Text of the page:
To end, by now something of a Blue Peter Prom tradition, we had Elgar’s First Pomp and Circumstance March and, even if the kids were more reticent about singing Land of Hope and Glory (not helped by the New London Children’s Choir who were swathed in confusion about when to stand and whether to wear their baseball caps or not), the adults around me were singing as lustily as I was.Simon Thomas’s exhortation was rather odd, I thought: “Take it away” he urged Noseda and the BBC Philharmonic, but one of the advantages of the Blue Peter Prom audience is that, unlike the Last Night audience, after the final chorus, they listen to the final coda.It’s a great shame the older audience at the end of the season are not more attentive.
By the time the conductors and presenters were waving goodbye and the orchestra was reprising the Blue Peter theme, all the kids’ eyes were on the balloons being released from high up; the expected mayhem ensued, orchestra and music all-but forgotten.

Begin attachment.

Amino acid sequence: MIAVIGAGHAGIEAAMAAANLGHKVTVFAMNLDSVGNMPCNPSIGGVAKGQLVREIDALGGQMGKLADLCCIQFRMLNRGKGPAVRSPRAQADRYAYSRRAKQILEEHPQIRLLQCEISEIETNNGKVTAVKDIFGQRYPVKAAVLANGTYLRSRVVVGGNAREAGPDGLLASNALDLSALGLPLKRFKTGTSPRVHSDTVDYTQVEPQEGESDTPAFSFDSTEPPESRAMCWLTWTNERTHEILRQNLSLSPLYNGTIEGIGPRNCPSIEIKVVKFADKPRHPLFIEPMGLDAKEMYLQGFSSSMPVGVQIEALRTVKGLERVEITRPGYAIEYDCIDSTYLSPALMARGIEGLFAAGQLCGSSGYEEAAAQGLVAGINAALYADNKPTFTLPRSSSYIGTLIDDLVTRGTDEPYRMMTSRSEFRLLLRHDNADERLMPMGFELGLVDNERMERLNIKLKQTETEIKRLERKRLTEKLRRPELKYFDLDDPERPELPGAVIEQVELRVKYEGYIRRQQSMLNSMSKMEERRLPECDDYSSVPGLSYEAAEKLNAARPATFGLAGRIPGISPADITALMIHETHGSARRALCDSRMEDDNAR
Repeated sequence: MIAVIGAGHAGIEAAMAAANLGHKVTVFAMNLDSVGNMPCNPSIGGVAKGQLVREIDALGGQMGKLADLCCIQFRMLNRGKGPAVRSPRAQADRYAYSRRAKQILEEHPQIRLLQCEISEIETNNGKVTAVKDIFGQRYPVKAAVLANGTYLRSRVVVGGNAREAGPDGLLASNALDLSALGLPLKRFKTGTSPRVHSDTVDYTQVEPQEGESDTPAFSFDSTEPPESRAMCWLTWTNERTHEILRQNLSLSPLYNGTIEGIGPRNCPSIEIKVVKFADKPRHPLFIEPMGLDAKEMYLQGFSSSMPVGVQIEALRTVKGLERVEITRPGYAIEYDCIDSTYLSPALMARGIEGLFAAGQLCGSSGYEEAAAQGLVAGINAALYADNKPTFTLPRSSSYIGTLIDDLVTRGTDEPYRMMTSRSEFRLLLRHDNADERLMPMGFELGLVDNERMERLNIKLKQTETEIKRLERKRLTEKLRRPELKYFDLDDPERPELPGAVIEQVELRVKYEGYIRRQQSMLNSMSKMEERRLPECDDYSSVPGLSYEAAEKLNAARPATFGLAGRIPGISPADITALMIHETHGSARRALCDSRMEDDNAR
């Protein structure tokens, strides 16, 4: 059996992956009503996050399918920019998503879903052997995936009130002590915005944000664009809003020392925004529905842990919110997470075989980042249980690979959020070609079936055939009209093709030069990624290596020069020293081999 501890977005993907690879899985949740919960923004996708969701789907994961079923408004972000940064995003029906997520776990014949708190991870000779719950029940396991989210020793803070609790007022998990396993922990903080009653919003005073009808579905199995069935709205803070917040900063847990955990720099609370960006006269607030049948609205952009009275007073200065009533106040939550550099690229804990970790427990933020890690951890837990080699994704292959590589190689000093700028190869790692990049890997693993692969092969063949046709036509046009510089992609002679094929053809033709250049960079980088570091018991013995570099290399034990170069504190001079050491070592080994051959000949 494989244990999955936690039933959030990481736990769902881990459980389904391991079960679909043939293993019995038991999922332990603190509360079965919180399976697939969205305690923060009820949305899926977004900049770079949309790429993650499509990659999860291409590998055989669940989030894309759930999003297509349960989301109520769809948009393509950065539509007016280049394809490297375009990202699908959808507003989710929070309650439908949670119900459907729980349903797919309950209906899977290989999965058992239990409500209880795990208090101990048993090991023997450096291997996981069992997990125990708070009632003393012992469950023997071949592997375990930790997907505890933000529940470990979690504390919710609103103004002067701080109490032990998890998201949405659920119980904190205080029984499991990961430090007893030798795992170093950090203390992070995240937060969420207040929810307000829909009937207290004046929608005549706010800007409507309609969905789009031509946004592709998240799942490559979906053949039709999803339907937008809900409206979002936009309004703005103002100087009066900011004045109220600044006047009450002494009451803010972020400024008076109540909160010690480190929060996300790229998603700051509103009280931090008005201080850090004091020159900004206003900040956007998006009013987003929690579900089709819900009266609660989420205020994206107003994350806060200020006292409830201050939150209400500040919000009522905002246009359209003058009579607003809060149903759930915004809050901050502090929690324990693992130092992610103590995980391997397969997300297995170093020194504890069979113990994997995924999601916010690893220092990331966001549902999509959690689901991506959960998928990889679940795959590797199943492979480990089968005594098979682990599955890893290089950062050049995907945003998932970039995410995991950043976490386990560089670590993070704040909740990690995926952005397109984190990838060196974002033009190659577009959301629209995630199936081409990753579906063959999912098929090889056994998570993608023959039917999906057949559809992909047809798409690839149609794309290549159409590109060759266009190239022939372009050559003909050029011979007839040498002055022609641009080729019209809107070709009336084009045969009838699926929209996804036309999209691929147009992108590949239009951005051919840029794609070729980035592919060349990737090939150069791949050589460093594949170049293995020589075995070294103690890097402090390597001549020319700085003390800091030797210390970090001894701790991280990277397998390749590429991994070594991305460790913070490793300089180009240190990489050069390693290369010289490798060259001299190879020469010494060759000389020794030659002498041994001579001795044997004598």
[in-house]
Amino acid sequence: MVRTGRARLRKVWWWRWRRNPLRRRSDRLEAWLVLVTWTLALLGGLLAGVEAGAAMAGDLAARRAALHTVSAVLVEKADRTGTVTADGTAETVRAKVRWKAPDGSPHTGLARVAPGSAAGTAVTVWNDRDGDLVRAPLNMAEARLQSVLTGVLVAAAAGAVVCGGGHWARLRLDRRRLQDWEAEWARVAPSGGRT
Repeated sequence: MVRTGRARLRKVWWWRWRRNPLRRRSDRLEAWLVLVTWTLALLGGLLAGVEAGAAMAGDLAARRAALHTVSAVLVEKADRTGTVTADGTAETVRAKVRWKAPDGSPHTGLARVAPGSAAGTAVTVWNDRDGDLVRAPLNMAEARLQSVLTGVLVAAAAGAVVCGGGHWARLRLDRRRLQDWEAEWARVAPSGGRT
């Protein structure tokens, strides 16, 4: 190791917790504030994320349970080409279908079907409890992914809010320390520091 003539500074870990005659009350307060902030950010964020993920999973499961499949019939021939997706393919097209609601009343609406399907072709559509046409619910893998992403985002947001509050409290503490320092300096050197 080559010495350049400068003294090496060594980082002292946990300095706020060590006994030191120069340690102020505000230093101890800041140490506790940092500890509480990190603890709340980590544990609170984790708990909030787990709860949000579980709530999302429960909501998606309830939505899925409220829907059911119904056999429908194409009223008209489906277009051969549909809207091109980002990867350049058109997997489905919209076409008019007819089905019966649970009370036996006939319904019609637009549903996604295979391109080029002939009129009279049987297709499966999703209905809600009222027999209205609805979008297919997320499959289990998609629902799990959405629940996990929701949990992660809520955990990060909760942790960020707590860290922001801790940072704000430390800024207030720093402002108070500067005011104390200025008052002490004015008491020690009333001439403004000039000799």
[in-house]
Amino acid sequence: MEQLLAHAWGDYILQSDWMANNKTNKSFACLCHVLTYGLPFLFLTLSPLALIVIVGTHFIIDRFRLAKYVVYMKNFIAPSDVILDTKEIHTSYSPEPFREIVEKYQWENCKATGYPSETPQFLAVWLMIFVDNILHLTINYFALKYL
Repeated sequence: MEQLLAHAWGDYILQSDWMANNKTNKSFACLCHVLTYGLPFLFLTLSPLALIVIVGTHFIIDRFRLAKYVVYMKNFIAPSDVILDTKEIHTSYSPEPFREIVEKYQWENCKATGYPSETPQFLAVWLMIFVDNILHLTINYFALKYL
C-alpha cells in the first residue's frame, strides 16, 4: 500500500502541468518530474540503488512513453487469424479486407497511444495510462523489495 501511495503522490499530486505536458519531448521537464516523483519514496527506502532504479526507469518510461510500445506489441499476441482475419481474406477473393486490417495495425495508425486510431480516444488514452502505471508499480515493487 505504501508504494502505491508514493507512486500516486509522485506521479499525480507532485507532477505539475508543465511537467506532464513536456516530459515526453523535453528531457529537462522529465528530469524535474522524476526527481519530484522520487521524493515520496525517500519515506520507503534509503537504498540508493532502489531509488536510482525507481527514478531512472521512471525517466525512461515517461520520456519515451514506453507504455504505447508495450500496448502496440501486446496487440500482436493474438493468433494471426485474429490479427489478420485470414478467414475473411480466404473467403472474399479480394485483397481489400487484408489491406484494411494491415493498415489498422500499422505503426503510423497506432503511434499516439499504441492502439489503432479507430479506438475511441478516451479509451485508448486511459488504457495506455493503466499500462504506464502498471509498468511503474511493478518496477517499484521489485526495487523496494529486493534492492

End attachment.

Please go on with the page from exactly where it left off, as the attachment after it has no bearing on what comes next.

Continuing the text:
One other point should be made.All the stops are pulled out in the printed programme for the Blue Peter Prom.It’s in full colour and this year was packed full of cartoons by Tim Hutchinson, as well as user-friendly notes by Roland Taylor.With characters appearing as varied as Eminem (doing a Blue Peter rap about using sticky-backed plastic) and Offenbach’s Orpheus featuring all your favourite soaps, let alone intriguing facts about well-known composers (did you know that Wagner wore pink underwear?), this is both witty and invigorating, and indicative of the seriousness taken over the Blue Peter Prom.
Quite the most successful children’s concert I have ever attended.
If only they could bottle it!
- Radio 3 deferred relay on Monday 28 July at 2 p.m.
- BBC Proms